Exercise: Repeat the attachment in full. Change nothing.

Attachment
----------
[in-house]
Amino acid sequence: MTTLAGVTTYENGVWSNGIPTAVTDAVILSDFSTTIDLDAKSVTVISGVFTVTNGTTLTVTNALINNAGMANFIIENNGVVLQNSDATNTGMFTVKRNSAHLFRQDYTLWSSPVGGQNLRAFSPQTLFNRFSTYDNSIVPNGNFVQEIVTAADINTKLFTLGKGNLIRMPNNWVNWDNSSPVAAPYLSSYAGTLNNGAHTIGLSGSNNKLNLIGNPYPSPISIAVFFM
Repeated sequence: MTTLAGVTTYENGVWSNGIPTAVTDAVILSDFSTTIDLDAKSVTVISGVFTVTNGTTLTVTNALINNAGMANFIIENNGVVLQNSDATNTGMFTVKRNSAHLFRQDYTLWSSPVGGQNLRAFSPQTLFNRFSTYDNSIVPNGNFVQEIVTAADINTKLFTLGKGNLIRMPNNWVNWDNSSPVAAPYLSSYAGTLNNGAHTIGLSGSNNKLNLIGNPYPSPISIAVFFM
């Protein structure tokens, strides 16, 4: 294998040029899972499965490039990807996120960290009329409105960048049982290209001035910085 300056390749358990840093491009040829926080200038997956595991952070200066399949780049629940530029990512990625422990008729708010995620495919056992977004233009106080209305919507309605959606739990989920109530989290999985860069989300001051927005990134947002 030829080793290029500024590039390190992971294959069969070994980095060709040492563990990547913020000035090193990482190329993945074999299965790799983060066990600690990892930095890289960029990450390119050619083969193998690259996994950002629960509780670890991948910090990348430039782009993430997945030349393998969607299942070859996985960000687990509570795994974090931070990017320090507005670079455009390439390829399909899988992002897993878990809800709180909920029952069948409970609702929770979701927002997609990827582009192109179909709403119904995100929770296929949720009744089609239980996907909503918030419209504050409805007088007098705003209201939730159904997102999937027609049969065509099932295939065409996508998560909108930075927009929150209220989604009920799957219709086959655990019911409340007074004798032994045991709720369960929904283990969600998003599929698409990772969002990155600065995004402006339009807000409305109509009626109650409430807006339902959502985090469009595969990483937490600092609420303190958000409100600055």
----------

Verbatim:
[in-house]
Amino acid sequence: MTTLAGVTTYENGVWSNGIPTAVTDAVILSDFSTTIDLDAKSVTVISGVFTVTNGTTLTVTNALINNAGMANFIIENNGVVLQNSDATNTGMFTVKRNSAHLFRQDYTLWSSPVGGQNLRAFSPQTLFNRFSTYDNSIVPNGNFVQEIVTAADINTKLFTLGKGNLIRMPNNWVNWDNSSPVAAPYLSSYAGTLNNGAHTIGLSGSNNKLNLIGNPYPSPISIAVFFM
Repeated sequence: MTTLAGVTTYENGVWSNGIPTAVTDAVILSDFSTTIDLDAKSVTVISGVFTVTNGTTLTVTNALINNAGMANFIIENNGVVLQNSDATNTGMFTVKRNSAHLFRQDYTLWSSPVGGQNLRAFSPQTLFNRFSTYDNSIVPNGNFVQEIVTAADINTKLFTLGKGNLIRMPNNWVNWDNSSPVAAPYLSSYAGTLNNGAHTIGLSGSNNKLNLIGNPYPSPISIAVFFM
């Protein structure tokens, strides 16, 4: 294998040029899972499965490039990807996120960290009329409105960048049982290209001035910085 300056390749358990840093491009040829926080200038997956595991952070200066399949780049629940530029990512990625422990008729708010995620495919056992977004233009106080209305919507309605959606739990989920109530989290999985860069989300001051927005990134947002 030829080793290029500024590039390190992971294959069969070994980095060709040492563990990547913020000035090193990482190329993945074999299965790799983060066990600690990892930095890289960029990450390119050619083969193998690259996994950002629960509780670890991948910090990348430039782009993430997945030349393998969607299942070859996985960000687990509570795994974090931070990017320090507005670079455009390439390829399909899988992002897993878990809800709180909920029952069948409970609702929770979701927002997609990827582009192109179909709403119904995100929770296929949720009744089609239980996907909503918030419209504050409805007088007098705003209201939730159904997102999937027609049969065509099932295939065409996508998560909108930075927009929150209220989604009920799957219709086959655990019911409340007074004798032994045991709720369960929904283990969600998003599929698409990772969002990155600065995004402006339009807000409305109509009626109650409430807006339902959502985090469009595969990483937490600092609420303190958000409100600055």